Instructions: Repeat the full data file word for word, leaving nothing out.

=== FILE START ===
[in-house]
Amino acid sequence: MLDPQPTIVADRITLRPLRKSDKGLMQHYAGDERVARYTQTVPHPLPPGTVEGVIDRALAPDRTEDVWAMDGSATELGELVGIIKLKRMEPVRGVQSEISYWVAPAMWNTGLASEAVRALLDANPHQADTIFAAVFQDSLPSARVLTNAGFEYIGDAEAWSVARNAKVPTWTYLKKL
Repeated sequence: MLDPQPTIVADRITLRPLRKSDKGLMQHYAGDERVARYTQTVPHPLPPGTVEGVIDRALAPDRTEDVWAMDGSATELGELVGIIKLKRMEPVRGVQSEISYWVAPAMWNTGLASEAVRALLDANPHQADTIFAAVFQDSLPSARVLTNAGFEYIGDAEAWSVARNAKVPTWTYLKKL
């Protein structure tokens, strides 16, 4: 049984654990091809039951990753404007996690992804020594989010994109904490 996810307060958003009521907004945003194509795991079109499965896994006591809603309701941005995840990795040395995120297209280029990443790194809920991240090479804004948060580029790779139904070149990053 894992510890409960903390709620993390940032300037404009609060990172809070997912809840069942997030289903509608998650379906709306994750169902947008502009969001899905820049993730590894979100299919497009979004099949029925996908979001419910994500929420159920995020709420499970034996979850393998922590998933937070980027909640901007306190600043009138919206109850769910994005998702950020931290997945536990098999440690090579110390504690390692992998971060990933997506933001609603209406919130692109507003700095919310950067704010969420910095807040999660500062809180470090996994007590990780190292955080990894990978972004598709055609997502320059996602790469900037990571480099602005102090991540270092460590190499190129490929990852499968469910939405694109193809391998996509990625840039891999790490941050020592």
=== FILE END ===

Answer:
[in-house]
Amino acid sequence: MLDPQPTIVADRITLRPLRKSDKGLMQHYAGDERVARYTQTVPHPLPPGTVEGVIDRALAPDRTEDVWAMDGSATELGELVGIIKLKRMEPVRGVQSEISYWVAPAMWNTGLASEAVRALLDANPHQADTIFAAVFQDSLPSARVLTNAGFEYIGDAEAWSVARNAKVPTWTYLKKL
Repeated sequence: MLDPQPTIVADRITLRPLRKSDKGLMQHYAGDERVARYTQTVPHPLPPGTVEGVIDRALAPDRTEDVWAMDGSATELGELVGIIKLKRMEPVRGVQSEISYWVAPAMWNTGLASEAVRALLDANPHQADTIFAAVFQDSLPSARVLTNAGFEYIGDAEAWSVARNAKVPTWTYLKKL
């Protein structure tokens, strides 16, 4: 049984654990091809039951990753404007996690992804020594989010994109904490 996810307060958003009521907004945003194509795991079109499965896994006591809603309701941005995840990795040395995120297209280029990443790194809920991240090479804004948060580029790779139904070149990053 894992510890409960903390709620993390940032300037404009609060990172809070997912809840069942997030289903509608998650379906709306994750169902947008502009969001899905820049993730590894979100299919497009979004099949029925996908979001419910994500929420159920995020709420499970034996979850393998922590998933937070980027909640901007306190600043009138919206109850769910994005998702950020931290997945536990098999440690090579110390504690390692992998971060990933997506933001609603209406919130692109507003700095919310950067704010969420910095807040999660500062809180470090996994007590990780190292955080990894990978972004598709055609997502320059996602790469900037990571480099602005102090991540270092460590190499190129490929990852499968469910939405694109193809391998996509990625840039891999790490941050020592």